At Agents R Us, we work with numerous conveyancer’s all over the country that are able to offer a good, reliable, speedy and competitively priced service.
Please feel free to give us a call or drop us an email in order to obtain a quote tel 0208 265 5667 or email@example.com.
Conveyancing is known as process of legally transferring home ownership from a seller, to a buyer. It starts from making an offer and finishes when you hand over the keys to the buyer.
Who does the conveyancing?
A solicitor or conveyancer usually conducts the conveyancing process, but it is possible (although difficult) to do it yourself
Before the exchange of contracts
- 1. Engage an estate agent, negotiate and accept an offer on the sale price
- 2. Instruct a solicitor or conveyancer to do the conveyancing. To reduce delays, it is probably best to have chosen which solicitor or conveyancer you want to use when you instruct Agents R Us.
The Solicitor will start work after you have a formal offer
- 3. You will be asked to complete a number of detailed questionnaires about the property and what you intend to include with the sale, which will be provided to you by your solicitor/conveyancer.
Certainly you should ensure that you have answered all the questions.
- The Form (TA 6) is a general questionnaire and includes information on boundaries, disputes and complaints (like reported noisy neighbour complaints or boundary disputes), known proposed developments (like railways etc), building works, council tax, utilities, sewerage.
- If you do not own the freehold you should give more information on either the leasehold (TA 7) or the commonhold (TA9)
The form TA 13 is more technical, but also includes finalisation details including arrangements to hand over the keys, how and where you will complete, and ensuring that the house is free of all mortgages and liability claims
You must fill these forms out truthfully, honestly and to the best of your knowledge; if it later transpires that you have not been fully truthful you could be sued for compensation. Or, if they find out before exchange of contracts, it might make the buyers nervous that you are misleading them about other things and they may pull out.
- 4. Your Conveyancer will use the information in the questionnaires to draw up adraft contract. This will be sent to the buyer for approval.
- 5. Either party can negotiate over the draft contract. Things to agree include:
date of completion (usually 7-28 days after the exchange of contracts)
what fixtures and fittings will be included in the sale price
how much they pay for other fixtures and fitting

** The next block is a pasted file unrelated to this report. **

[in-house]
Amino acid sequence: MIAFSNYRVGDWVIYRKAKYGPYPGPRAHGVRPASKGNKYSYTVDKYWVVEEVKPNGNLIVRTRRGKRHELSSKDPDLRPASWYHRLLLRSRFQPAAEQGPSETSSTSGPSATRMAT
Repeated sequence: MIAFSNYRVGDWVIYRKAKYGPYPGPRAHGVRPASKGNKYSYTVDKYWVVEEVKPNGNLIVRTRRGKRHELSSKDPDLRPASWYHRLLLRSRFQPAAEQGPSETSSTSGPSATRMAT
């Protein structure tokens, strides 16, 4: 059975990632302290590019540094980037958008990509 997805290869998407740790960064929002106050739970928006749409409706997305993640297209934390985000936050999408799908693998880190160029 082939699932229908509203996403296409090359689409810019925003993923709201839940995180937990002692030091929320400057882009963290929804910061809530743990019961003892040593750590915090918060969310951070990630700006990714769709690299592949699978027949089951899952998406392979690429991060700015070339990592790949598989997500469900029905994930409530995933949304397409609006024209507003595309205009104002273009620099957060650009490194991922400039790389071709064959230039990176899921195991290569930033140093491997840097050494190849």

The buyer would often also have had a survey/valuation conducted on your property. If the survey/valuation flags up anything major – for example, the need for significant roof repairs – you may have to negotiate over who will fix this or even renegotiate over the sale price.
- 6. You must plan to pay off your mortgage, by requesting a redemption figure from your mortgage company. This is how much you will have to pay them upon completion of the sale
- You and the buyer will have agreed on a date and time to exchange contracts. At that time your conveyancer will exchange contracts on your behalf
- This is usually done by both solicitors/conveyancers making sure the contracts are identical, and then immediately sending them to one another in the post
- If you or the buyers are in a chain the solicitors/conveyancers will do the same thing, but will only release it if the other people in the chain are all happy to go ahead. This means if one person pulls out or delays, then everyone in the chain gets held up.
- Once you have exchanged contracts you will be in a legally binding contract to sell the property. This means:
- If the buyer does not complete the purchase, you will probably keep their deposit; you can also sue them an d be charged interest
- If you pull out, they can sue you
- You can no longer accept another offer
Between exchange and completion
- Immediately after exchange you should receive the buyer’s deposit – usually 10% - 20% of the property price
- You own the property until completion, and so there is no need to move out before then. However, it will be a lot less stressful if you can move out some days before, rather than leaving it to the last minutes
- You should go around the property before you complete ensuring that everything that was on the fixtures and fittings inventory list is still in the property
On completion day
- You hand over the keys by the Solicitor. In practice, the buyer normally gets the keys from the estate agent, and you leave any spare sets you have in the property
- You or your conveyancer/solicitor will receive the outstanding balance of sale price
- You – or your solicitor/conveyancer – will hand over the legal documents that prove ownership
- Any outstanding mortgage on the property can now be paid off from the proceeds of the sale. The solicitor/conveyancer will normally do this
- You will have to pay your solicitor/conveyancer
- You will have to pay the estate agent
Please feel free to call us 0208 265 5667 or email us firstname.lastname@example.org, if you have a conveyancing